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Drunks Make Poor Revolutionaries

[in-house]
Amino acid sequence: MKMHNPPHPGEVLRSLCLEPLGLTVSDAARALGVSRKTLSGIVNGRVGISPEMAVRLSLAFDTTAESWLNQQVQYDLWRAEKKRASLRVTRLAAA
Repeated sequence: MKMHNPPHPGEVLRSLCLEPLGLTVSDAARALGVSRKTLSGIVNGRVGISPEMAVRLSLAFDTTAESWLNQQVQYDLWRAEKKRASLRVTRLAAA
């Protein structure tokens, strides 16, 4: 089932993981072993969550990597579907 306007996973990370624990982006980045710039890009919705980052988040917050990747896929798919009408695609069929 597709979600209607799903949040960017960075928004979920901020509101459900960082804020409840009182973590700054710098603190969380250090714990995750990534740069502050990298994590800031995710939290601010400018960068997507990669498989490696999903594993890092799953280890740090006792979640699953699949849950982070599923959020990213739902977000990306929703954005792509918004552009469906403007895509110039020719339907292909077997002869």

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If possible, try to imagine a disease worse than AIDS. Imagine that this disease has no cure and unless arrested is 100% fatal. Now imagine that gay men and lesbians are two to three times more likely to contract this disease than are members of the heterosexual population. Furthermore, let us assume that one out of every four homosexuals is already afflicted. Unfortunately, this situation is not hypothetical. The disease to which I refer is alcoholism. Statistically, 24% to 40% of the homosexual community is alcohol or drug dependent and an additional 30% of gay men and lesbians have serious drinking problems which cannot yet be classified as addiction. In other words, no less than 54% of all homosexuals have problems with alcohol or other drugs. The future for chemically dependent individuals is grim unless they stop drinking and taking drugs. If they do not enter a recovery program such as Alcoholics Anonymous, practicing alcoholics either die in an alcoholrelated accident or they die of an alcohol-related illness, or, if they do not die, they suffer from alcohol induced insanity. However, the progress of alcoholism can be stopped. Although addicted individuals can never be cured, alcoholism can be arrested. And until death and insanity occur, there is always hope of recovery. But, if it is true that alcoholism is such a terrible disease, why isn't more alcohol and drug education being done in the gaylesbian community? To answer this question, we must confront the issue of denial. Alcoholism thrives on denial. We deny that it can happen to us. We deny that it can happen to our friends. We deny that no fewer than one of two gay men and lesbians has an alcohol or drug problem. We deny that one of four gay men and lesbians is already addicted. In working with co-alcoholics - those people who are affected by an alcoholic's drinkingdrugging - we frequently talk about the white elephant in the living room. When an individual comments that there is drinking in the house, shehe is frequently told to deny it with remarks such as "No, Jane doesn't drink." Although the drinking is no less obvious than if a white elephant walked into the house, the drinking is denied. Or, if the addiction has reached a stage where it can no longer be ignored, the totality of the experience is denied. "Yes, you are being squeezed against the wall; but it's not because of the elephant." Other versions of this partial denial of experience include: "There is not enough money to pay the bilis, but it's not because Jane drinks." "Jane hasn't passed out, she's just tired. Af ter all she works hard and has earned her evening cocktail."or "Yes, Jane was arrested again for driving under the influence. You know how those damn pĆ³lice wait outside gay bars to harrass patrons." While the co-dependent enables the alcoholic to continue drinking, the alcoholic also denies that the elephant exists. "My drinking isn't that bad." I can't be an alcoholic because I only drink beer; white wine; never before dinner; never before noon; never alone; always alone." Or, "I can't be an alcoholic because I haven't lost my job; lover; friends..." You get the idea. But why the denial? Stop for a moment and conjure up the image that "alcoholic" brings to mind. Thoughts typically center on skid row bums who smell of today's cheap wine and yesterday's urine. Or, if we realize that only 6% of alcoholics live or have lived on skid row, we might think of the man who beats his wife and children; the man who cannot hold a job; the man who cares more about booze than pay ing his bilis. Seldom do we think of women. Nor do we think of children not yet out of their teens. Nor do we think of those with whom we socialize or those who sit around us. Until we, as a community, reach our "bottom," we (see Alcohol, page 30)


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